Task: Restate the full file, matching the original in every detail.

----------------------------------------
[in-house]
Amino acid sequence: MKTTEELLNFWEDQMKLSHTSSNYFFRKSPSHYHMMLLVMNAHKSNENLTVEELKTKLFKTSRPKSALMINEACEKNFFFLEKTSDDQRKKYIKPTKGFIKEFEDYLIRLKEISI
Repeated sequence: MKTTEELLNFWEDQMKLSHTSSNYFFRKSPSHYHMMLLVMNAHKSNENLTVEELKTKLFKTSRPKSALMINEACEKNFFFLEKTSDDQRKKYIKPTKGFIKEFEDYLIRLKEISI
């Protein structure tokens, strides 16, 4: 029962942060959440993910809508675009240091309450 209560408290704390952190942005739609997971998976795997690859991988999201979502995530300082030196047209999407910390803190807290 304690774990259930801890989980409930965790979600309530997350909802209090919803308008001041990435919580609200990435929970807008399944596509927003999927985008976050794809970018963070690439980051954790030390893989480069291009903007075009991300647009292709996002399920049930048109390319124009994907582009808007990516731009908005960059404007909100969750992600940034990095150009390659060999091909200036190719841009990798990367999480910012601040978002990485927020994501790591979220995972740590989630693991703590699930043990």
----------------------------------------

[in-house]
Amino acid sequence: MKTTEELLNFWEDQMKLSHTSSNYFFRKSPSHYHMMLLVMNAHKSNENLTVEELKTKLFKTSRPKSALMINEACEKNFFFLEKTSDDQRKKYIKPTKGFIKEFEDYLIRLKEISI
Repeated sequence: MKTTEELLNFWEDQMKLSHTSSNYFFRKSPSHYHMMLLVMNAHKSNENLTVEELKTKLFKTSRPKSALMINEACEKNFFFLEKTSDDQRKKYIKPTKGFIKEFEDYLIRLKEISI
């Protein structure tokens, strides 16, 4: 029962942060959440993910809508675009240091309450 209560408290704390952190942005739609997971998976795997690859991988999201979502995530300082030196047209999407910390803190807290 304690774990259930801890989980409930965790979600309530997350909802209090919803308008001041990435919580609200990435929970807008399944596509927003999927985008976050794809970018963070690439980051954790030390893989480069291009903007075009991300647009292709996002399920049930048109390319124009994907582009808007990516731009908005960059404007909100969750992600940034990095150009390659060999091909200036190719841009990798990367999480910012601040978002990485927020994501790591979220995972740590989630693991703590699930043990």